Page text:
Joined
Apr 18, 2018
Messages
14
Hey guys. I'm now on particles and wondering if this would be grammatically correct. If someone asked me "Where is hiro?" and I responded "He is in the library reading." It would be "ひろさんはどこですか” and the response would be ひろさんは図書館でよみます。

Hiro being the subject so to add は particle, library being the place at for the particle で and the conjucated verb よむ as よみます. (Would it also correct to say a bit more casually "Where is hiro?" as "ひろさんは?")
 

Toritoribe

松葉解禁
Staff member
Moderator
Joined
Feb 22, 2008
Messages
14,822
Ratings
2 1,536
Notice that the tense of "is reading" is present progressive.
読む usually always needs an object, unlike a similar meaning verb 読書する.

library being the place at for the particle で
で and "at" are not always in one-to-one correspondence. For instance, the particle for "to stay at a location" is に (location にいる). で is for the location of action, whereas に is for the location of existence. "To read" is an action, so で is used in this case.

Would it also correct to say a bit more casually "Where is hiro?" as "ひろさんは?"
Yes.
 

Toritoribe

松葉解禁
Staff member
Moderator
Joined
Feb 22, 2008
Messages
14,822
Ratings
2 1,536
Not really. Those are two different verbs in similar meanings. You need to conjugate 読む (and also 読書する) for the present progressive tense just like "to read vs. to be reading" in English.
 
Joined
Apr 18, 2018
Messages
14
Ahhh ok ok, I think I got it. Haven't learned present-progressive yet but I found the verb for よむ present progressive form. I'm pretty confident the sentence should read ひろさんは図書館で読んでいる。I acutally had to look up the conjugated verb, but the point is to see if I'm making sense and if I said this to someone they would understand me.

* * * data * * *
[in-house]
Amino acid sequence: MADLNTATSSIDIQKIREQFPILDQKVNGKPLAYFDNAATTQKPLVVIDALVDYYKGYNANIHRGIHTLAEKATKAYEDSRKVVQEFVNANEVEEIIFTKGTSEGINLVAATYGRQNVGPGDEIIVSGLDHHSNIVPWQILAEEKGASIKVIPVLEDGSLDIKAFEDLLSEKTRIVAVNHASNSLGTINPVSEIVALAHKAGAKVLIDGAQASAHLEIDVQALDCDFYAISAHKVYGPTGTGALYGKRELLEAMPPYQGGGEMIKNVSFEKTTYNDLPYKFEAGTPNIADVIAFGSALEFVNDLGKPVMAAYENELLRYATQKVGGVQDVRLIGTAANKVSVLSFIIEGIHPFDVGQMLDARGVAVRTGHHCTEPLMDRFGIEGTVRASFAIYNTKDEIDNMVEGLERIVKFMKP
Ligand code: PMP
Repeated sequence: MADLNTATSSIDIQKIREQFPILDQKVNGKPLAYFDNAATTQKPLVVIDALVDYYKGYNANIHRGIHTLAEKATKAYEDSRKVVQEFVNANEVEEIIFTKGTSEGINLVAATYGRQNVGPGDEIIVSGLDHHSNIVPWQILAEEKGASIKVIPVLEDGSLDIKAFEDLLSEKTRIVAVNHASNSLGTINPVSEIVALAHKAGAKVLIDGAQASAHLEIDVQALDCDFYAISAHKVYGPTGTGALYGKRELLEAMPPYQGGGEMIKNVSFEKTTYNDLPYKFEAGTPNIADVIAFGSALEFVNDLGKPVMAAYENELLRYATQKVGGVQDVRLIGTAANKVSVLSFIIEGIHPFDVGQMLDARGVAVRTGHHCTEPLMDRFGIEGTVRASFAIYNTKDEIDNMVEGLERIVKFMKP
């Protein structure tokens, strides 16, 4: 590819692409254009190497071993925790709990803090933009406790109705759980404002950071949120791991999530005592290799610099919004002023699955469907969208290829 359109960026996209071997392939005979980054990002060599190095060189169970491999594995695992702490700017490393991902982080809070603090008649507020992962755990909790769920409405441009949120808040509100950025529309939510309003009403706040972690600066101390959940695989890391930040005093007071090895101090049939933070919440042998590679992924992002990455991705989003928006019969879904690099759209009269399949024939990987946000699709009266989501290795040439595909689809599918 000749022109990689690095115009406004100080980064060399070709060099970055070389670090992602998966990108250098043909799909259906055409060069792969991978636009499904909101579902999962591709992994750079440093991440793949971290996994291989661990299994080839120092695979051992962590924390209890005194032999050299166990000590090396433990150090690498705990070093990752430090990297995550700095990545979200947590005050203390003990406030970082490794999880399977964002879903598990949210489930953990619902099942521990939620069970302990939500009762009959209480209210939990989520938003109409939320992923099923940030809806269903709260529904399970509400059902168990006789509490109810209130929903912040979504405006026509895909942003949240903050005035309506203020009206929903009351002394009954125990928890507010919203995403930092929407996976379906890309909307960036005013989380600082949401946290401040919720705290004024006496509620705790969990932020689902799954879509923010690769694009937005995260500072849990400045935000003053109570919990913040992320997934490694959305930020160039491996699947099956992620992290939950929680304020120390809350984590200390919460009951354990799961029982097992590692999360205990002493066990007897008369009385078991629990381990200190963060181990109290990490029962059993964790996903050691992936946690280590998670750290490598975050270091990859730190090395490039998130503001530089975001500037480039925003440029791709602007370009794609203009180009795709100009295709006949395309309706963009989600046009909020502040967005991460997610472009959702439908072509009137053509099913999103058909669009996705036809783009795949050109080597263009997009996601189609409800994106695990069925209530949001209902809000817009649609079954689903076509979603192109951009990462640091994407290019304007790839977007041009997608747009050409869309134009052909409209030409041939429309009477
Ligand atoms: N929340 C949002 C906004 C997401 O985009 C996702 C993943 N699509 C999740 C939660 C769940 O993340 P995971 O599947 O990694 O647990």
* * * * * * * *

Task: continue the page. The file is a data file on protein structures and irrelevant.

Toritoribe

松葉解禁
Staff member
Moderator
Joined
Feb 22, 2008
Messages
14,822
Ratings
2 1,536
Yes, the conjugation form is correct, but 読んでいる is not the polite form, and 読む usually always needs an object, as I pointed out.
読む/読みます is interpreted as the future tense in that sentence, thus, it shows that Hiro is not reading yet, or even he is not in the library now just like the impression you would have when hearing "He will read in the library" in English. You'll learn the ~te iru form in the lesson 7 in Genki Ⅰ.
By the way, I edited my previous post, and mention the particles で there.
 
Joined
Apr 18, 2018
Messages
14
I see. 読んで います being the polite form. Had to look that one up. Im not sure I understand when you say it needs an object. Library is the object right? Are you referring it to needing an を to indicate direct object like ”図書館を読んでいま"? If thats the case how would I say "in the library" if its missing the particle で. Would it make sense to add them both (図書館でを読んでいます) or would I have to construct the sentence different?
 
Top